the history of yeovil's pubs
bricklayers arms Inn
In the 1850's Reckleford was what is today known as Market Street. There were, in fact, extensive brickworks on the northern side of Lower Reckleford between today's Goldcroft and Eastland Road as well as further along the Sherborne Road - indeed, St Michaels Avenue was formerly known as Brickyard Lane. The name of the pub is in obvious tribute.
The Bricklayers Arms Inn was another short-lived pub and in 1871 Louisa Hamblin was recorded as a Shop Keeper & Innkeeper with her establishment, a shop-cum-pub, known as the Bricklayers Arms Inn - but there the records stop.
However, Louisa Hamblin was born Louisa Baker in Yeovil around 1838 the daughter, and one of the seven children, of Jesse Baker, a pauper glover, and his wife, Keziah. In 1841 the family lived in Belmont and, in 1851, Park Street (pretty much the same place). In the 1861 census Louisa is recorded as a 24-year old unmarried visitor (with her younger brother, Samuel) in the house of John Hamblin in Rotten Row, Reckleford (today's Market Street), from its position in the census the building would have been one of those shown in yellow on the map above, where her older sister, Emily, was housekeeper. John was a 50-year old grocer but it is not clear in the census whether he was married or not at the time. In any event between 1861 and 1865 Louisa had clearly become Mrs John Hamblin. John, however, then died in 1865 leaving young Louisa a widow (aged about 27) and she is noted in the 1871 census as being a shopkeeper and innkeeper. This was presumably John's shop in Rotten Row.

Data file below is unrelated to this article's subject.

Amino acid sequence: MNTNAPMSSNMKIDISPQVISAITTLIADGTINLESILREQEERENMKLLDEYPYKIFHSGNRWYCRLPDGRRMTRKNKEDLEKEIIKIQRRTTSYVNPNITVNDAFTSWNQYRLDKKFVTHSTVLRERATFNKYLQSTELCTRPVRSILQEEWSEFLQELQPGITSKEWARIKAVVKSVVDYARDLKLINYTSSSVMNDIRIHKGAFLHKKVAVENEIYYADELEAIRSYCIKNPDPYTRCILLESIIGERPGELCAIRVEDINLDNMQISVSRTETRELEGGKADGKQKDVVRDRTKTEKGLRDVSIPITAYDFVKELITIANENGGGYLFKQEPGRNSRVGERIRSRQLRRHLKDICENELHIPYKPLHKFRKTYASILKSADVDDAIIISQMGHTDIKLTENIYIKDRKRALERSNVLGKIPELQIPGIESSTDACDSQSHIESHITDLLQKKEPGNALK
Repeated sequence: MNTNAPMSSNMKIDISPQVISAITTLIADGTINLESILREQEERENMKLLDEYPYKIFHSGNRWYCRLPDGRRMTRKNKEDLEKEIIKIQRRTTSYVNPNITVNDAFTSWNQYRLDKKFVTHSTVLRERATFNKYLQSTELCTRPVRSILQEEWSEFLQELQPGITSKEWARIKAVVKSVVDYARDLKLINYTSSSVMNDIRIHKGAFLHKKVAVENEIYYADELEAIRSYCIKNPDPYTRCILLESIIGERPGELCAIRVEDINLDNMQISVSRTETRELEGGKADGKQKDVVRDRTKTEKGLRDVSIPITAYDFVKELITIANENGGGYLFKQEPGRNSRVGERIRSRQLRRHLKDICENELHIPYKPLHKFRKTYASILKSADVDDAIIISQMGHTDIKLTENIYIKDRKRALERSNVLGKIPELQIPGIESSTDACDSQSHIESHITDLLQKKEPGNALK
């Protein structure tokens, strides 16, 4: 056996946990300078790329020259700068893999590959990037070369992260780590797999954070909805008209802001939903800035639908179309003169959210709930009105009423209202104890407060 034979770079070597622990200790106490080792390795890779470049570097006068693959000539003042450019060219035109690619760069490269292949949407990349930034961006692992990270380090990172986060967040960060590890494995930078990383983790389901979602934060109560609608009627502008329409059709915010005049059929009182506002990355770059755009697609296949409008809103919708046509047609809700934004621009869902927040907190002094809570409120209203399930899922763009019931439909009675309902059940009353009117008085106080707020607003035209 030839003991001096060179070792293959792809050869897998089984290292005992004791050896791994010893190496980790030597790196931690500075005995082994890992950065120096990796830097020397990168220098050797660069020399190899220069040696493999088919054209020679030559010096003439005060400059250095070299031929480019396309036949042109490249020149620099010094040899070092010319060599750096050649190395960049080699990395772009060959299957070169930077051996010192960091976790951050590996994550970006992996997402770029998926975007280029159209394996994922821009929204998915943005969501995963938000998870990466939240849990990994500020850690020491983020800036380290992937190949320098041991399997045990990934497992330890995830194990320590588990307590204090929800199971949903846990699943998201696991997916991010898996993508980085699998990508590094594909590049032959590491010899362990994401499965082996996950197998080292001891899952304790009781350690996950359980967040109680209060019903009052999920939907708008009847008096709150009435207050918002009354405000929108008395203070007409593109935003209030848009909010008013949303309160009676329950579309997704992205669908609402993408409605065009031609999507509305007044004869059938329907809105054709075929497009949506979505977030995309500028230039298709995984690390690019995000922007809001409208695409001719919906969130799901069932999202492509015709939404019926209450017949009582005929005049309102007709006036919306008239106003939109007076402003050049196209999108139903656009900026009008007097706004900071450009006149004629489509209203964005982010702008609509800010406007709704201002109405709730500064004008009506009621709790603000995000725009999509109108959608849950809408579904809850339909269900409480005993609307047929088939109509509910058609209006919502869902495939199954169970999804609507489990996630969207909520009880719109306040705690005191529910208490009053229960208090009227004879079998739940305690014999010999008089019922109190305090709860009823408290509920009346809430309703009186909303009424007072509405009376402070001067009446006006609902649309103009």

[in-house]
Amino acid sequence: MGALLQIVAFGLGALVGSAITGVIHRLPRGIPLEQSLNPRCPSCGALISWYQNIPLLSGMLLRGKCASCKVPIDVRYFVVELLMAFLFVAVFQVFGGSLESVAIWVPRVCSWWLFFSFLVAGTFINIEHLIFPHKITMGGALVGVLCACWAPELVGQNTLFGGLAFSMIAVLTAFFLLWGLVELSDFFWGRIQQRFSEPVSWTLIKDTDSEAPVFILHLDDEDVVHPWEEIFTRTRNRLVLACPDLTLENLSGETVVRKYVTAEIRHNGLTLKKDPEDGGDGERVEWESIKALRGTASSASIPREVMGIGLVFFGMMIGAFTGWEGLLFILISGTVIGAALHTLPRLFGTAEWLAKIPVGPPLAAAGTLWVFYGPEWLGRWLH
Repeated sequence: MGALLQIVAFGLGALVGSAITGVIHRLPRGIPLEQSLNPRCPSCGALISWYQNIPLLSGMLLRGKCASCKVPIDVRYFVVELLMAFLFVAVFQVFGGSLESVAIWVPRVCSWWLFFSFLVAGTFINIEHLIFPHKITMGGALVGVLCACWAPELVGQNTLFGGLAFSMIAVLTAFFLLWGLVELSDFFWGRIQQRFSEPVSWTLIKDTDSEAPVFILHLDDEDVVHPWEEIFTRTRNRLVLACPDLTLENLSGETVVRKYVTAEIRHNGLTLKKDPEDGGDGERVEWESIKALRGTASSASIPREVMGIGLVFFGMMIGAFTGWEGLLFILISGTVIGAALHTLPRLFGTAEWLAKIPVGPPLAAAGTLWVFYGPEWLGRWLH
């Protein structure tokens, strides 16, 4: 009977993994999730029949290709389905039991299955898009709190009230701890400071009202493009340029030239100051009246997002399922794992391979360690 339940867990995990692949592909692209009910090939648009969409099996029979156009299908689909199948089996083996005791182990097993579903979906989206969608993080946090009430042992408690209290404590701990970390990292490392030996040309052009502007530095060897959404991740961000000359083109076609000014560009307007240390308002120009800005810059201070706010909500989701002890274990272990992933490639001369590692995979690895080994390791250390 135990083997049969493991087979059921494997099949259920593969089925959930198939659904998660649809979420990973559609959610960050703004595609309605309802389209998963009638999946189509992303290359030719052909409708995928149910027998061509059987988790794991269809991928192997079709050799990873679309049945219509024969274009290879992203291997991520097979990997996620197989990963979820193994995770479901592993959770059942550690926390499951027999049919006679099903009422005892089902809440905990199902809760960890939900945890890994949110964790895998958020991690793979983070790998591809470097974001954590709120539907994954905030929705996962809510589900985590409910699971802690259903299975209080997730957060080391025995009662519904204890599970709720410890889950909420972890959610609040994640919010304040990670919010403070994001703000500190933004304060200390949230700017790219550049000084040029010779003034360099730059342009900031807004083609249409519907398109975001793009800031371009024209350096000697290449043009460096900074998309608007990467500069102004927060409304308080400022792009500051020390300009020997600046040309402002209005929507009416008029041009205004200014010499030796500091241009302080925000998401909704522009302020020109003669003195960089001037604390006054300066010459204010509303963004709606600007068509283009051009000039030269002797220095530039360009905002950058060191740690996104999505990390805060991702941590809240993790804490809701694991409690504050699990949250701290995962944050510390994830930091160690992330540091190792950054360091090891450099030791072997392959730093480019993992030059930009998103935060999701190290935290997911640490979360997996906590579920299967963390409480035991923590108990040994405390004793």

Rotten Row was the original Reckleford, now Market Street, and near the Pall Inn and Horse Pond - so called from horses being paraded there, especially at times of the fairs. Rotten Row was named after the broad track in Hyde Park, London, still reserved for the exercise of horses.
1871 – Louisa
Hamblin (32 year
old widow) –
Shop Keeper &
the Bricklayers Arms Inn.